This book studies the evolution of the middle class in Russia after the fall of the Soviet Union. Using data from the RLMS (Russian Longitudinal Monitoring Survey), the volume covers the period of transition (1991-2008) during which many fundamental economic reforms were implemented. The first part of the book is devoted to a discussion of the concept of middle class and a description of the economic situation in Russia during the transition period. Particular attention is given to variations in the distribution of Russian incomes and the estimated importance of the middle class. The second part of the book focuses on the link between the middle class and income bipolarization. The third and last section of the book uses the semiparametric "mixture model" to discover how many different groups may be derived from the income distribution in Russia, as well as what the main socio-economic and demographic characteristics of those groups are. The mobility of households into and out of the middle class during the transition period is also studied in hopes of determining the factors that contribute to such mobility. Using rigorous empirical methods, this volume sheds light on a relatively unstudied economic group and provides insight for countries which are about to enter a transition period. As such, this book will be of great interest to researchers in economics and inequality as well as professionals and practitioners working with international organizations.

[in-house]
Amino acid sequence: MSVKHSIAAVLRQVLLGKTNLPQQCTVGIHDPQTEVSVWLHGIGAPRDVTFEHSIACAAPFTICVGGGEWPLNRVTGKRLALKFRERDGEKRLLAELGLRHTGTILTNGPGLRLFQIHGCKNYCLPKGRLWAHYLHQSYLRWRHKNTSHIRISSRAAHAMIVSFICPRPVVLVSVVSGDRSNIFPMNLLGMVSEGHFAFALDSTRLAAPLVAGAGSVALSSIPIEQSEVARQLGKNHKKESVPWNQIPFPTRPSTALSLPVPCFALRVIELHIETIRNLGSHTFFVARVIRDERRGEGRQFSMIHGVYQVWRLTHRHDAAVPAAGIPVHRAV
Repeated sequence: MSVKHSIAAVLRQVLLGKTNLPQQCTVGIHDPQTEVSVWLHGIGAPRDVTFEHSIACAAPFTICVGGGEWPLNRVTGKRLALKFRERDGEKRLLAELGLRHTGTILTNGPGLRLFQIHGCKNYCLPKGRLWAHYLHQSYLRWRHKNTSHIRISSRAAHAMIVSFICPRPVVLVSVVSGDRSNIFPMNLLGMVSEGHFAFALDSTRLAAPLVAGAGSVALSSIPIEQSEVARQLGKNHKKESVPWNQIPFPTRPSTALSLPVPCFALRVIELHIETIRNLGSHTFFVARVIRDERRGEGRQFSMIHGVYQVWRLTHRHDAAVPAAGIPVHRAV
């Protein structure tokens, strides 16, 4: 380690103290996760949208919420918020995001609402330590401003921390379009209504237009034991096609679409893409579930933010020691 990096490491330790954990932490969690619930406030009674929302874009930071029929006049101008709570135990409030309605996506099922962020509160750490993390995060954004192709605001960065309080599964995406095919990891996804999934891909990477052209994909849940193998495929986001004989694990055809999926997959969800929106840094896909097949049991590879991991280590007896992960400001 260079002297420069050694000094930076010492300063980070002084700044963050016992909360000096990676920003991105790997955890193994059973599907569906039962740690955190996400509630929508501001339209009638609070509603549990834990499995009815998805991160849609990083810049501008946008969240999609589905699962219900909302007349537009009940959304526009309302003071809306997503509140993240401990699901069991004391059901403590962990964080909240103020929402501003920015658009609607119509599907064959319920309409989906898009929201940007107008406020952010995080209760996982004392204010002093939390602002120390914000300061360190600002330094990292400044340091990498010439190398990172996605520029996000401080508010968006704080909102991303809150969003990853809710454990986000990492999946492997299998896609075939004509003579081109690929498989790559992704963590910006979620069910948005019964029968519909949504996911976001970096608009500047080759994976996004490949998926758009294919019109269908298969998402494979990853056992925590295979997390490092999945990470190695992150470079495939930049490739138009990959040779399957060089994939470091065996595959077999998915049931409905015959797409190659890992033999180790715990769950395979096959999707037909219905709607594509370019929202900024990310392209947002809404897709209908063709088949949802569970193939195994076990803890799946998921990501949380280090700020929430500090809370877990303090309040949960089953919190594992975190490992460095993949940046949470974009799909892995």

Chapter I: What does the middle class refer to?.- Chapter II: On the transition in Russia.- Chapter III: Distributional change and what happened to the middle class in Russia.- Chapter IV: Bi-polarization and the middle class in Russia.- Chapter V: On polarization in Russia.- Chapter VI: The socio-economic characteristics of the middle class.- Chapter VII: Income mobility and the middle class.- Chapter VIII: Conclusion.